Writers: Why are you talking so much?

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This is my weekly installment of “writing about writing,” in which I scan the world to find websites, books and articles to help other writers. Today I ask the question why are you talking?

Not infrequently, clients will ask me to help them burnish their interviewing skills.

I learned to interview as a journalist and I love teaching this skill to others. Why? Many people who find writing difficult assume the problem is their lack of writing skill. Instead, I often find, the heart of the challenge relates to poor interviewing practices. And fixing this problem is often easier — and faster — than repairing writing problems.

I thought again about this issue recently when I read a terrific column by Austin Kleon, under the headline “Why Am I Talking?” In this post, Kleon describes the mantra WAIT (which, of course, stands for Why Am I Talking?)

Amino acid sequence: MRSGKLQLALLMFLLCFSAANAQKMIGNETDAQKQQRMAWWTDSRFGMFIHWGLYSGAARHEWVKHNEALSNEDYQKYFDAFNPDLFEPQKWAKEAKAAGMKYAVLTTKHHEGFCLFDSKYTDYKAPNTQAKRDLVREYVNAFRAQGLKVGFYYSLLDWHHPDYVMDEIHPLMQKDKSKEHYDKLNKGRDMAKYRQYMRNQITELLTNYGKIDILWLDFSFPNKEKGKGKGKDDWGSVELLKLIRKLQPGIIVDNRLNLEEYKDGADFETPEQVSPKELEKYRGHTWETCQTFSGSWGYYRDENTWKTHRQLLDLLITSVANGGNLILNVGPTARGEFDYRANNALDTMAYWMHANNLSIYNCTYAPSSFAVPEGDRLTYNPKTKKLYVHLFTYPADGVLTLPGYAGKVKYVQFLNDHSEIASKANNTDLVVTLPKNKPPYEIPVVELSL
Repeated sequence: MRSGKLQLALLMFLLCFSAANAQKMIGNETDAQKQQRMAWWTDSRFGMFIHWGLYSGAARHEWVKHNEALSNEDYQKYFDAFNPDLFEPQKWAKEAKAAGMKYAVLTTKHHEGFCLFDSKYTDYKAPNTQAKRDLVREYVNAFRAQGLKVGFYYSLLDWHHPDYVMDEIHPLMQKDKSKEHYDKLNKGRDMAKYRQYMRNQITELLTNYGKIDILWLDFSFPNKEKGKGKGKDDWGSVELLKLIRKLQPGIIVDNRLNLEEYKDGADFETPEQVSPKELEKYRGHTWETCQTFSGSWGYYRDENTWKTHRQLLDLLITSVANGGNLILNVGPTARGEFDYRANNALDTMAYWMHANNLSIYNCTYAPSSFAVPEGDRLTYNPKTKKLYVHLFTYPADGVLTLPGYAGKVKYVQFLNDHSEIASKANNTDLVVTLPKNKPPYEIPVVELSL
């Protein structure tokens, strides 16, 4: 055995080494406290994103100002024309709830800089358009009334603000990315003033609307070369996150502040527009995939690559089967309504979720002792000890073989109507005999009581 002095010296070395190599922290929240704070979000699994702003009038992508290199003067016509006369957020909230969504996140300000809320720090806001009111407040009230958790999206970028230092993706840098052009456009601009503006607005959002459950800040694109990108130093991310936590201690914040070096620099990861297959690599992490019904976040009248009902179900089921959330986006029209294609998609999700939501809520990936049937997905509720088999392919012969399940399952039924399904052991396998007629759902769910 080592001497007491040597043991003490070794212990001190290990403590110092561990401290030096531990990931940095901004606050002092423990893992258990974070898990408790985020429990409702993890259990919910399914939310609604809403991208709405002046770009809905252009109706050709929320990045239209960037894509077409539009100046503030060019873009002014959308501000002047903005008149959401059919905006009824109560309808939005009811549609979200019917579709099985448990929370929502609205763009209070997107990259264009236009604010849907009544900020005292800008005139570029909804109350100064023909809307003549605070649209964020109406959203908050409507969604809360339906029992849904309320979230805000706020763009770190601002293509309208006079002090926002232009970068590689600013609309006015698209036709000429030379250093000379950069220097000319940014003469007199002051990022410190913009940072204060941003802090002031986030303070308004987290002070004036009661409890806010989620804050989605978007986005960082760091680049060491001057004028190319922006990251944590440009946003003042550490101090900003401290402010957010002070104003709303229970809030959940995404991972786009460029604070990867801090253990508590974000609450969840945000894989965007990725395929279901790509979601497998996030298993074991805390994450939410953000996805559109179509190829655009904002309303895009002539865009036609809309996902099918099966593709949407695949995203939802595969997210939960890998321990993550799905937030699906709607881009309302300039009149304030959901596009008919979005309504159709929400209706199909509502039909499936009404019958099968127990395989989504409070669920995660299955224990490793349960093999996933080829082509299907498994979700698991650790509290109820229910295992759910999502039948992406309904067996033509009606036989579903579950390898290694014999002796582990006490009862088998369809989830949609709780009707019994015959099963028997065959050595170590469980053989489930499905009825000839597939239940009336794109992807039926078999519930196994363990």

Then, he goes on to explain why he finds it more helpful than his typical mantra, Shut Up and Listen!

Exploring a back link in his post, I then uncovered a link to a terrific quote from the rightfully-lauded biographer Robert Caro:

“In interviews, silence is the weapon, silence and people’s need to fill it—as long as the person isn’t you, the interviewer. Two of fiction’s greatest interviewers—Georges Simenon’s Inspector Maigret and John le Carré’s George Smiley—have little devices they use to keep themselves from talking and to let silence do its work.

“Maigret cleans his ever-present pipe, tapping it gently on his desk and then scraping it out until the witness breaks down and talks. Smiley takes off his eyeglasses and polishes them with the thick end of his necktie. As for me, I have less class. When I’m waiting for the person I’m interviewing to break a silence by giving me a piece of information I want, I write “SU” (for Shut Up!) in my notebook. If anyone were ever to look through my notebooks, he would find a lot of “SU”s.”

Writers who can develop comfort with silence and learn to ask themselves, “why are you talking?” will see a corresponding improvement in their interviews.

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